Trams at the museum

The GETA 76 tram at the museum is a replica of a tramcar that was originally built in 1929 and gives you an impression of the trams that were an important feature of Arnhem’s cityscape prior to the Second World War.

The two-axle 274 was in service in The Hague until 1963. Between 1996 and 2001 this tram was restored at the museum and fitted out like a 1920s tram.

The four-axle 520, 535 and 536 trams once operated in Rotterdam and have been fitted out in the style of a 1930s tram.

Back in time

In the 19th century many children in the Netherlands had to work, simply because otherwise their families would not have had enough money to pay the rent and buy food. Sending a child to school was very expensive. Many families could not afford to do this. Sometimes a family would decide to send a child to school, which would allow him or her to earn a higher wage in the future. Often, however, that was not possible and children just carried on working. Families were faced with difficult choices. Find out for yourself what this was like.

What's the capacity of the large fruit pan?

Our syrup makers get asked lots of questions. About the fruit, how it is processed, the technique, the building and the occupants. They can answer many of these and can throw in some good stories too. Three types of pear and one type of apple form the basis for the syrup, for example. These are the Conference, Gieser Wildeman and Doyenné de Comice pears and the Elstar apple. The fruit can be seen in crates as you enter the barn. According to our syrup maker Bennie, however, there is one question that keeps cropping up. This concerns the capacity of the large fruit pan.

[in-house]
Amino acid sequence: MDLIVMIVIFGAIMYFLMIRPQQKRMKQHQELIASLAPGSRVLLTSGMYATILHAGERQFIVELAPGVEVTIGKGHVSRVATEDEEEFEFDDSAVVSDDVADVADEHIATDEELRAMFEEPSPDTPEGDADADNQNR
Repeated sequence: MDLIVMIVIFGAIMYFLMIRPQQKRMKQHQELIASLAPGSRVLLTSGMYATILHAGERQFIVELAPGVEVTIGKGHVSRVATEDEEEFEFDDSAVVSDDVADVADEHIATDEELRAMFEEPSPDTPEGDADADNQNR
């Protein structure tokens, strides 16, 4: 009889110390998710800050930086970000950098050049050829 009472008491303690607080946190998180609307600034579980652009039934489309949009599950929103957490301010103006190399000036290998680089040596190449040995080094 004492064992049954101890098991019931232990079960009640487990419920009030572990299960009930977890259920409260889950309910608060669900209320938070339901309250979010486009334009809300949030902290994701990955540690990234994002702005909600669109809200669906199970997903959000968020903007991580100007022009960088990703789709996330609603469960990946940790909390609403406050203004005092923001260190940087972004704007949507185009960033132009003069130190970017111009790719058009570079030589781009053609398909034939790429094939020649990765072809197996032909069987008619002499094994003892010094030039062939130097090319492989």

Experiences from 2013

Every winter the sound of knitting needles can be heard in the ‘best room’ at the children’s activity farmyard. The wool comes from the museum’s sheep and is shorn, spun and dyed here. Our expert knitters teach the children how to knit a square. These beautifully coloured squares are then made into blankets.


Experiences from 2012

Last winter, as is the case every year, children learned how to knit at the children’s activity farmyard, under the supervision of our expert knitters. Each year, with the help of over 2,000 children, beautiful knitted squares are produced, which we combine to form patchwork blankets. These are knitted using our own ‘museum wool’.

Experiences from 2015

This winter lots of children once again learned to knit and obtained their knitting diploma in the atmospheric ‘best room’ at the children’s activity farmyard, lovingly aided by our expert knitters. The children knit squares, which the knitters then diligently combine to form beautiful patchwork blankets.

Experiences from 2014

For the third year in a row children visiting over the winter season could tell us who they wanted to receive a wonderful patchwork woollen blanket. Choosing from the 360 different wishes was no easy task, especially as a number of them were extremely moving once again. Some of the wishes related to people who were grieving or living in poverty and could really do with the warm comfort of a blanket like this.

Type: Extra Ticket

from 6 people
2-7 hours

€ 22,70

Per adult

€ 19,70

Per child